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Thursday, October 3, 2013

A Woman's Place is in the Cave (a tale in 6 stereotypes)

I read it in a 1944 Life magazine, so it has to be true, right? I will never tire of old ads. They present a reality that may have been purposeful for selling a product then, but now they are just humorous.

I take you back now to the stone age.

Where stooped women with un-plucked eyebrows and one-piece bear shifts cooked with stoves made of wood. Still new to the fire and fuel theory, cave woman begged cave man to invent something that wouldn't burn the forest down. Nope.
   "Kapuahi" was the sound this stove would make when gobs of pork fat hit the flame. Many grass skirt fires followed, which caused the invention of the first "stop, drop and roll" campaign called "Hula."  Hawaiian chief was begged for new stove made of volcanic rock, but no.
Just when Women's Lib could have taken off, Cleopatra decided that women who cook should be refereed to as "Slave Maidens." This term is still used today by men with a death wish.  Still no decent stove or utensils.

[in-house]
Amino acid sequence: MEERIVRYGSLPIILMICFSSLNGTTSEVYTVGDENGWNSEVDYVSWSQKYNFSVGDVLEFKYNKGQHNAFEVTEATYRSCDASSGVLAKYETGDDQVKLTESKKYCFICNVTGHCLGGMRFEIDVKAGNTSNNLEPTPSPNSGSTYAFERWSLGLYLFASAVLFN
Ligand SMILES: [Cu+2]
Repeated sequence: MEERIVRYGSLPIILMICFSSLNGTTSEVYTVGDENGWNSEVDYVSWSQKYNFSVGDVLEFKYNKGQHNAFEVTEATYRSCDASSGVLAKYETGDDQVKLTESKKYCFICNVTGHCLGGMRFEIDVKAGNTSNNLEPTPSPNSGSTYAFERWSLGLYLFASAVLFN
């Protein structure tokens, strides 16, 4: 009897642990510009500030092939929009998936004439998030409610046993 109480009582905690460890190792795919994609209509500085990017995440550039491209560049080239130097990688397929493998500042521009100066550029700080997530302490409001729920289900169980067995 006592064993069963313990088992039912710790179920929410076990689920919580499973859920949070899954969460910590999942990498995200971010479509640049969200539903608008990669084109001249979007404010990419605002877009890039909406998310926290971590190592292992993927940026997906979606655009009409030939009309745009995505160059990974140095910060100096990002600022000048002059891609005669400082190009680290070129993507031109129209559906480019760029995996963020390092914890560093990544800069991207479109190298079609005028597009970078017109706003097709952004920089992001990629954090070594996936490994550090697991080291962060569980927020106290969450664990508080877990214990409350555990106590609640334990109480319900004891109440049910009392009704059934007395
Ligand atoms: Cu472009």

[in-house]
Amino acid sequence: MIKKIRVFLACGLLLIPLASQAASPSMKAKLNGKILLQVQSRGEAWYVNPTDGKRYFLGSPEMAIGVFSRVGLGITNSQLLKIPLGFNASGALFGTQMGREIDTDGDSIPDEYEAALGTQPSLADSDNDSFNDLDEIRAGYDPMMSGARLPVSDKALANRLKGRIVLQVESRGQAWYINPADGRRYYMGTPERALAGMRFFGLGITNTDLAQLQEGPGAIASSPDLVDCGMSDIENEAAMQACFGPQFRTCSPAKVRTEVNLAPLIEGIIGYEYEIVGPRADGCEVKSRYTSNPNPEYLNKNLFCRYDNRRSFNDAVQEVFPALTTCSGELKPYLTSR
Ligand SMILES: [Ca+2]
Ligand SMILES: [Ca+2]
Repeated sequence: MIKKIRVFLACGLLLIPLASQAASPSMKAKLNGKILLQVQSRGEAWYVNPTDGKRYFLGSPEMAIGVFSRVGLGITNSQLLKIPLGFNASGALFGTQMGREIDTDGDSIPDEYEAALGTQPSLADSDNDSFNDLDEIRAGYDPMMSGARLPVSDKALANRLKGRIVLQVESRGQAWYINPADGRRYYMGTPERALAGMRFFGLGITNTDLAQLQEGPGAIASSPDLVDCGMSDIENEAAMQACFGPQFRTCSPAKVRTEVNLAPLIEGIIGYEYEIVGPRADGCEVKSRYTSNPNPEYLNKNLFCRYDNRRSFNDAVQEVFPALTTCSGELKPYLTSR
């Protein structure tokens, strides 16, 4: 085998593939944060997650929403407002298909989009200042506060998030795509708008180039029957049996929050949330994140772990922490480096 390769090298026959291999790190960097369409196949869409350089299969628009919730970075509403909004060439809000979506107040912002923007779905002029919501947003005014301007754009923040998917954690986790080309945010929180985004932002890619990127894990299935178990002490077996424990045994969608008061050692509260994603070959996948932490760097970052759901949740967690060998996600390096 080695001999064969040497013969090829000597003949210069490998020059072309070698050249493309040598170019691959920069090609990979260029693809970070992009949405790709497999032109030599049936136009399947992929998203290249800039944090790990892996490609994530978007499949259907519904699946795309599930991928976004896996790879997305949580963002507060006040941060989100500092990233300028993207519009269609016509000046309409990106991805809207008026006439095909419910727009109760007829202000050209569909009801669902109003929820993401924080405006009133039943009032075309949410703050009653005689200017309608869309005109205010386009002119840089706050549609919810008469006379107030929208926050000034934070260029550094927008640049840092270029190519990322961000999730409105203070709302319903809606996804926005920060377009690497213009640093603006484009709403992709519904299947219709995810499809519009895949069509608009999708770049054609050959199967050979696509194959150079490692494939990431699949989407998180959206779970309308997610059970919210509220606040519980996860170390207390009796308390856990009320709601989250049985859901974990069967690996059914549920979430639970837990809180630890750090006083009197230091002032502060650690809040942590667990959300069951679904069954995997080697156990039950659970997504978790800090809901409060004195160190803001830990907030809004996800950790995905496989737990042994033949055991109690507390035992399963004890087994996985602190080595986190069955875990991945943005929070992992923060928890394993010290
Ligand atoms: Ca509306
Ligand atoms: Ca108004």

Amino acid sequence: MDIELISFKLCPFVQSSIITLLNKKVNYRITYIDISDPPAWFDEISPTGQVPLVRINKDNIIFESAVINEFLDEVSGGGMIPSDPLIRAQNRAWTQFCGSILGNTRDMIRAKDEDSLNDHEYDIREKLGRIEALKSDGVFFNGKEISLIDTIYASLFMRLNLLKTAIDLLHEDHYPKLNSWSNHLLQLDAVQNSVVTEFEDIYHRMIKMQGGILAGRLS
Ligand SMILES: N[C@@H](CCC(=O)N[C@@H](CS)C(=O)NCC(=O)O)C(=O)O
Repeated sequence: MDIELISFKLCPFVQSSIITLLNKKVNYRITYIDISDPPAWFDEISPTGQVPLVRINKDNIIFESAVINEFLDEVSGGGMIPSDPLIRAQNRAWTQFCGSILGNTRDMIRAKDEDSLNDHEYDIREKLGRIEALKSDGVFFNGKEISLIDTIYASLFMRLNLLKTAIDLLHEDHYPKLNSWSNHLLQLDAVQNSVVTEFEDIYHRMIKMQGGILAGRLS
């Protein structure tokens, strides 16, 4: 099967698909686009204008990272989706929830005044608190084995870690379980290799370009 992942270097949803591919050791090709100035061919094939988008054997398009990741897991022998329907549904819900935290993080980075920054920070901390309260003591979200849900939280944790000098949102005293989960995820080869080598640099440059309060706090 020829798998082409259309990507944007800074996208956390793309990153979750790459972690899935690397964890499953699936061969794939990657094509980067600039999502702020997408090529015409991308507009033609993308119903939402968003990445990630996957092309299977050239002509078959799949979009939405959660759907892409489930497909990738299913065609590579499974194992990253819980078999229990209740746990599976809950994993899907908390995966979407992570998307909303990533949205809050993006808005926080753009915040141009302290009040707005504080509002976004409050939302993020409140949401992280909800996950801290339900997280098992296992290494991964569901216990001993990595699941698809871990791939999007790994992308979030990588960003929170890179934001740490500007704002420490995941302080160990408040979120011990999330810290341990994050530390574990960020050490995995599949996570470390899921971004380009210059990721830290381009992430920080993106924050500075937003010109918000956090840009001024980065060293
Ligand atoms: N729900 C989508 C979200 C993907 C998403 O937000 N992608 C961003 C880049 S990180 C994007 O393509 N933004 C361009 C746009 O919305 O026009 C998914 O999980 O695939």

In the 10th century women were hoping for their own Arab spring, instead they were forced to cook for men next to earthen commodes. The convenience was obvious and now on football Sunday numerous man caves are constructed to combine toilet, consumption of mass quantities, and kitchen in the same chair. 
During revolutionary times there was a brief campaign by Betsy Ross to get women out of the kitchen. Ben Franklin's idea was to do that by building a stove big enough for a women to get into. This only separated the sexes further and nothing much happens for the next 170 years because, well, men were busy building pubs and women? Rolling pins. Finally, thanks to Tappan, the problem was solved.

It only took a million years and 20 war bonds, but we finally got women out of that Bear Shift and into a kitchen with a stove that has a divided top. Problem solved!

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